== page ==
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More MS news articles for January 2003

In Vivo Blockade of Macrophage Migration Inhibitory Factor Ameliorates Acute Experimental Autoimmune Encephalomyelitis by Impairing the Homing of Encephalitogenic T Cells to the Central Nervous System

J Immunol 2003 Feb 1;170(3):1274-1282
Denkinger CM, Denkinger M, Kort JJ, Metz C, Forsthuber TG.
Institute of Pathology, School of Medicine, Case Western Reserve University, and. Department of Medicine, University Hospitals of Cleveland, Cleveland, OH 44106. Institute of Virology and Immunology, University of Wurzburg, Wurzburg, Germany. Picower Institute for Medical Research, Manhasset, NY 11030.

Macrophage migration inhibitory factor (MIF) is a cytokine that plays a critical role in the regulation of macrophage effector functions and T cell activation.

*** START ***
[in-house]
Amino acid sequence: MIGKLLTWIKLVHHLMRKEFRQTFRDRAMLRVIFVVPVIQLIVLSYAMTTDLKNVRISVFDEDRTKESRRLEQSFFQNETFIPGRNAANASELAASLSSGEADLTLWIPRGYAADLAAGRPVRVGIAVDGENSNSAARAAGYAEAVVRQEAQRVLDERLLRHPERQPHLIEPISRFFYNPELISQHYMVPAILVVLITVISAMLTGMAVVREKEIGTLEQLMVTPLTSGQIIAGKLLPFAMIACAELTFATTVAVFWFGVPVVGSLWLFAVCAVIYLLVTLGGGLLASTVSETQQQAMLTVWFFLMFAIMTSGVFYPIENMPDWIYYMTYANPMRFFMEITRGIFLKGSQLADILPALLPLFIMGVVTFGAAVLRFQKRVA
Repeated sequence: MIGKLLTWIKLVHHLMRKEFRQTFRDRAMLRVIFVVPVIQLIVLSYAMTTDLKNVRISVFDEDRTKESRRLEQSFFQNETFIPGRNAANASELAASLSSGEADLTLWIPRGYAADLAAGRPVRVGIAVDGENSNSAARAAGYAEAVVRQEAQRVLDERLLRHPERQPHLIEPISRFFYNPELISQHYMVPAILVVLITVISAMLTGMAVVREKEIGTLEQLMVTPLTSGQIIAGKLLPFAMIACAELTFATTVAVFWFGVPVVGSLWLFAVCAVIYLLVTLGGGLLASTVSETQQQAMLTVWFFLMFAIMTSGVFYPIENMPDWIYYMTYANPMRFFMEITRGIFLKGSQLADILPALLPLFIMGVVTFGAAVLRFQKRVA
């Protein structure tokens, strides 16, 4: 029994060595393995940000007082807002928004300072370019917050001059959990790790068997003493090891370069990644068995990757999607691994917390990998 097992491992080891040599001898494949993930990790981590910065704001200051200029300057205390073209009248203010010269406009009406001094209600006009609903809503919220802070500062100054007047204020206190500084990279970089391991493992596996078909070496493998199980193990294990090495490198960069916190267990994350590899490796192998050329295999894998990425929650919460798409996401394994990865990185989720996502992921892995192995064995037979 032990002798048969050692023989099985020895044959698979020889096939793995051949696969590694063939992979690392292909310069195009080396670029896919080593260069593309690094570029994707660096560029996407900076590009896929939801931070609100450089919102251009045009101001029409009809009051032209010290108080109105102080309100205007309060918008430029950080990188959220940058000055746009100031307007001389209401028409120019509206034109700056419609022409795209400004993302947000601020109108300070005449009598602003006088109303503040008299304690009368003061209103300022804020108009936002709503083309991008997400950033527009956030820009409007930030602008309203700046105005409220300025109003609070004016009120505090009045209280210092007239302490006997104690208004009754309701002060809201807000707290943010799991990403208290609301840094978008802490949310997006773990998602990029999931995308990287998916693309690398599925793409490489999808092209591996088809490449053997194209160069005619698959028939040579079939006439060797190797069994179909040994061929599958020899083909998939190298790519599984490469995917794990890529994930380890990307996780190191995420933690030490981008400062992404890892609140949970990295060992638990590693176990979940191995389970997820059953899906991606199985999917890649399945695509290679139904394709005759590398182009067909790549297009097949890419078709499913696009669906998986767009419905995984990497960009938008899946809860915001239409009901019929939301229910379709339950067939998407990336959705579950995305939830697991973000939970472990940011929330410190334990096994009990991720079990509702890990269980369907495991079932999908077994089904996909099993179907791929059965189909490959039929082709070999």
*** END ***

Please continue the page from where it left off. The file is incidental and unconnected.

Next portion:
However, its role in the pathogenesis of T cell-mediated autoimmune diseases, such as experimental autoimmune encephalomyelitis (EAE), has remained unresolved.

In this study, we report that anti-MIF Ab treatment of SJL mice with acute EAE improved the disease severity and accelerated the recovery.

Furthermore, the anti-MIF treatment impaired the homing of neuroantigen-reactive pathogenic T cells to the CNS in a VCAM-1-dependent fashion.

Interestingly, MIF blockade also decreased the clonal size of the neuroantigen-specific Th1 cells and increased their activation threshold.

Taken together, the results demonstrate an important role for MIF in the pathogenesis of EAE/multiple sclerosis and suggest that MIF blockade may be a promising new strategy for the treatment of multiple sclerosis.